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Search Results 0 to 5 of about 6 (some duplicates have been removed)
'd say that. >> and we found that the pentagon is saying it too. the defense advanced research projects agency, known as darpa, did its own analysis, and we obtained this internal memo that concludes there is: do you feel vindicated after all these years? >> i don't have any real need for vindication. i know what i've seen. >> that was a pretty big smile on your face, though. >> it is good. it's not bad. certainly, it's good. >> the pentagon is funding more experiments at the naval research lab in washington, d.c., and at mckubre's lab in california. we wondered what richard garwin would think of the defense department's appraisal. "the experiments leave no doubt that anomalous excess heat is produced." >> well, that's a statement. >> you just don't buy that. >> well, i am living proof that there's doubt. now, they can say that excess heat is being produced, but they can't say there's no doubt. all they can say is, they don't doubt, but i doubt. >> if you asked me, "is this gonna have any impact on our energy policy?" it's impossible to say, because we don't fundamentally understand the
article saying republicans would hit steep cuts hitting the pentagon. here is how the defense sector is fairing right now. shall we take a look if we don't have that, we will bring it to you when we do. john harwood, live in washington. hi, john. >> there is no more clarity around this budget sequester situation than there is about the italian elections that michelle was talking about earlier. you've got many republicans as well as democrats saying, either publicly or privately, oh, it's not that bad. if you're a democrat will it cut defense. some say okay, it'll cut spending overall. that's fine too. you have president obama with public pressure trying to convince the american people that bad things are going to happen and put pressure on republicans. he also sent senate remarks in the morning to the white house a way out for both sides. >> democrats, like me, need to acknowledge that we're going to have to make modest reforms in medicare if we want the program there for future generations and if we hope to maintain our ability to invest in critical things like education, research a
to see you. i wanted to put this up. this is what's on the cover of "usa today." pentagon warns of huge cuts. when you think about what's going on in washington, right now, and you think about the sequester that may or may not happen, and you think about your history in washington, do you think that we will have the sequester? >> andrew, i don't know. i think it's a very complicated situation. i think we had a great opportunity and i actually thought there was some reasonable chance it might happen, which was to have a grand bargain that could have addressed what is really unsustainable and deeply dangerous long-term fiscal situation and i think if we had done that, not only would be useful for the long run but i think could have generated confidence in the shorter run and promote jobs now. now instead of that we have a happen has 5rd process. a sequester we're facing. it's a terrible piece of legislation. it arbitrarily cuts defense and nondefense without thoughtfully doing so. instead of being phased in so we'd have more room for recovery, it hits abruptly. and it's far, far from clea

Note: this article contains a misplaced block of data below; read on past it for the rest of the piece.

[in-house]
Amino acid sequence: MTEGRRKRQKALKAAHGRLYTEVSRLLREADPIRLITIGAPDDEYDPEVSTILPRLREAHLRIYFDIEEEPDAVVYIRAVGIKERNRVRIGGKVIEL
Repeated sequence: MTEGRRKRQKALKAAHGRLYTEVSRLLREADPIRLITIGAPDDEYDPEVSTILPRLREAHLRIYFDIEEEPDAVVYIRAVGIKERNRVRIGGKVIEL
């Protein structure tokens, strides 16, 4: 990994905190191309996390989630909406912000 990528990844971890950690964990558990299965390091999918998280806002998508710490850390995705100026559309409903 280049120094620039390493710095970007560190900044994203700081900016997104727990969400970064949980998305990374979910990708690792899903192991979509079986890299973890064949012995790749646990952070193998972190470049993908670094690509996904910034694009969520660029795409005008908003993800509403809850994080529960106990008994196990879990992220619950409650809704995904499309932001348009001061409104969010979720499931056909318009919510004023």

's not going to be any opportunity to cut pentagon spending in any serious way if you don't go over the cliff. so there is some stuff in there that i as a democrat don't like. but i think everybody's going to put something in the pot in order to balance the deficit. we did a lousy job in january on the tax side and i hope that -- i think it's better to go over the cliff than do a lousy job -- >> how many people do you know on your side of the field who actually agree with you? >> very few. look they're politicians. they want to spend as much money as they possibly can and they don't want to pay for it. >> who agrees with you? >> oh, i don't know. i bet -- oh, god, joe agrees with me. >> you forgot. the other thing, howard, and i'm just alluding to it, there will be no return to the bush era tax rates on anyone under $400,000? >> right. >> okay. so take that amount of money, whatever that is per year. how much do you need -- how many loopholes do you need to close? what is the marginal rate have to be on people above 400 to replace that potential revenue? it's 100%, isn't it? >> but i don't --
taking the civilian workers when our country is still at war at the pentagon and putting them on four days a week work is still waste. let those who think they've identified waste and no doubt there are efficiencies that can be found put their proposals forward and let those proposals be weighed in the context of a balanced approach. the question isn't whether we should leave any category immune. the question is whether we should have a balanced approach. and to assume, before anyone has laid out any kind of vision of how that $85 billion a year could be cut, that it must be possible and that everything else has to be ruled out seems to me to be a extraordinarily irresponsible approach. of course there are instances of waste in the federal government. there are also instances of huge unmet needs of diseases where we could find cures that save tens of thousands of people's lives in the next several years. but we're cutting the budget instead and denying ourselves the chances to find those cures. of infrastructure investments where we're risking more bridges collapsing and all we're doi
Search Results 0 to 5 of about 6 (some duplicates have been removed)

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